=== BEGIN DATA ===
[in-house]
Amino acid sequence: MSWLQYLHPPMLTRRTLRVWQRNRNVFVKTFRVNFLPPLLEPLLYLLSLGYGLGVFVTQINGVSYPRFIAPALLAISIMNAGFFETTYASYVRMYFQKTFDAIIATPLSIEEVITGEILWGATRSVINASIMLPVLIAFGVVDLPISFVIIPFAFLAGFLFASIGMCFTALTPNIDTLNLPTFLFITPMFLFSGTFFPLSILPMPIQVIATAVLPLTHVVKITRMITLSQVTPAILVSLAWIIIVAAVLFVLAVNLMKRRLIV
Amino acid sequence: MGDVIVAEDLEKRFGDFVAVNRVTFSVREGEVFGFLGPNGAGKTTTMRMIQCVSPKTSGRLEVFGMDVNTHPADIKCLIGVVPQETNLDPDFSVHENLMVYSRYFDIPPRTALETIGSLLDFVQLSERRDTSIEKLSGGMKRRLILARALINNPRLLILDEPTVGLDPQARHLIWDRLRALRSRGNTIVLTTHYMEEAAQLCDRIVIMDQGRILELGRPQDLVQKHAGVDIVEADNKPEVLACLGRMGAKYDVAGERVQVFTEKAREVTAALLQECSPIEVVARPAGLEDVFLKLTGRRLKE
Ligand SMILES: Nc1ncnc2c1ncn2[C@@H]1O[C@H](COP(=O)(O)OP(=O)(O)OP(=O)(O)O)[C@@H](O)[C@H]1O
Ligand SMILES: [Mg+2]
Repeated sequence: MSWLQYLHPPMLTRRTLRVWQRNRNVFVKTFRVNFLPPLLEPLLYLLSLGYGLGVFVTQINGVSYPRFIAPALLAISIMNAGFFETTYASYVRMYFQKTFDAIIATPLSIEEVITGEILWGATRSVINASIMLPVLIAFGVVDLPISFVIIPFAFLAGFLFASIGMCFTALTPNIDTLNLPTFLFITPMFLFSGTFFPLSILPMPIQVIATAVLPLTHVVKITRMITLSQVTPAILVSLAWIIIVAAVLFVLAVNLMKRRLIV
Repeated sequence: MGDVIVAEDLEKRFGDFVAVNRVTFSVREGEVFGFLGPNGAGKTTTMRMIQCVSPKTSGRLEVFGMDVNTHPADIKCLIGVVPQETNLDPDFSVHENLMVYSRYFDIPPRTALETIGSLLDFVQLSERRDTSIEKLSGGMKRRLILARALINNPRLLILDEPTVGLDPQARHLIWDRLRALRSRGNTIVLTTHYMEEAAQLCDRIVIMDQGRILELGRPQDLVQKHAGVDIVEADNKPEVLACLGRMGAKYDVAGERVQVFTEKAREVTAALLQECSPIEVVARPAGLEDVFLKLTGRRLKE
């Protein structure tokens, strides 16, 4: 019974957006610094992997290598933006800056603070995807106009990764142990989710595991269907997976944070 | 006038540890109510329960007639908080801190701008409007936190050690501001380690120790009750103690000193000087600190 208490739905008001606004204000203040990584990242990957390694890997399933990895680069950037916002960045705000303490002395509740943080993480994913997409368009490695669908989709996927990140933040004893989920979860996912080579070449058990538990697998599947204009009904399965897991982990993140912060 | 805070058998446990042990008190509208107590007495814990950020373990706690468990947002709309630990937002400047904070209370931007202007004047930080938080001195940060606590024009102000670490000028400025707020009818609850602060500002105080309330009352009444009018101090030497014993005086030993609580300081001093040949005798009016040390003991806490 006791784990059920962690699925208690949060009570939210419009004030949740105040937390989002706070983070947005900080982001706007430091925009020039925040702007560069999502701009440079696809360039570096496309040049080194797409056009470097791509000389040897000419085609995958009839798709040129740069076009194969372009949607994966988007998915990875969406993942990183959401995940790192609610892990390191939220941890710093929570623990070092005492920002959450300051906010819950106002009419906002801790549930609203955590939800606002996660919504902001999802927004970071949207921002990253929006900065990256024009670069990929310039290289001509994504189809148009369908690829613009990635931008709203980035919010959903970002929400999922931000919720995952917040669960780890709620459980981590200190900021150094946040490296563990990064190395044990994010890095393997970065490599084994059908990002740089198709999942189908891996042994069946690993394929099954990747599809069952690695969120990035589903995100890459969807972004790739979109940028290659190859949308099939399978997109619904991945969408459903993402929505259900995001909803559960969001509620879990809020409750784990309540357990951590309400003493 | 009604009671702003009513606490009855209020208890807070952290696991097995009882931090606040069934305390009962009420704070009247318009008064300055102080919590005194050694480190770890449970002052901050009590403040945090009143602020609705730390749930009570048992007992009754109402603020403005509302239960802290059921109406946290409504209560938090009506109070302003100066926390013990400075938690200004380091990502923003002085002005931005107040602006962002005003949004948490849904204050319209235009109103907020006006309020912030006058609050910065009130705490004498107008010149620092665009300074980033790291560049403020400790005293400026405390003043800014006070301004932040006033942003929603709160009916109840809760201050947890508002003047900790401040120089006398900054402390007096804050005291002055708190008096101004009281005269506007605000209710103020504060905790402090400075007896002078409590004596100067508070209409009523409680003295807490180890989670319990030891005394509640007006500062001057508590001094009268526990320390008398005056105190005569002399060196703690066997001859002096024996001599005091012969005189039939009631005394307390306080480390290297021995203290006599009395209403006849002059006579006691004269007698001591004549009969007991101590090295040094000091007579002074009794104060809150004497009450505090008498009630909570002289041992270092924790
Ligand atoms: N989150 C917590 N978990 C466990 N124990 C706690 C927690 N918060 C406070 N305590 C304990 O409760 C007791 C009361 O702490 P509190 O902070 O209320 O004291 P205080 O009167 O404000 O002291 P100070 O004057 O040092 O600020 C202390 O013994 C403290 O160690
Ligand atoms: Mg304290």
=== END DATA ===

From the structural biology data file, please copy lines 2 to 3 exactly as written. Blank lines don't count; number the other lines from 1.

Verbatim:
Amino acid sequence: MSWLQYLHPPMLTRRTLRVWQRNRNVFVKTFRVNFLPPLLEPLLYLLSLGYGLGVFVTQINGVSYPRFIAPALLAISIMNAGFFETTYASYVRMYFQKTFDAIIATPLSIEEVITGEILWGATRSVINASIMLPVLIAFGVVDLPISFVIIPFAFLAGFLFASIGMCFTALTPNIDTLNLPTFLFITPMFLFSGTFFPLSILPMPIQVIATAVLPLTHVVKITRMITLSQVTPAILVSLAWIIIVAAVLFVLAVNLMKRRLIV
Amino acid sequence: MGDVIVAEDLEKRFGDFVAVNRVTFSVREGEVFGFLGPNGAGKTTTMRMIQCVSPKTSGRLEVFGMDVNTHPADIKCLIGVVPQETNLDPDFSVHENLMVYSRYFDIPPRTALETIGSLLDFVQLSERRDTSIEKLSGGMKRRLILARALINNPRLLILDEPTVGLDPQARHLIWDRLRALRSRGNTIVLTTHYMEEAAQLCDRIVIMDQGRILELGRPQDLVQKHAGVDIVEADNKPEVLACLGRMGAKYDVAGERVQVFTEKAREVTAALLQECSPIEVVARPAGLEDVFLKLTGRRLKE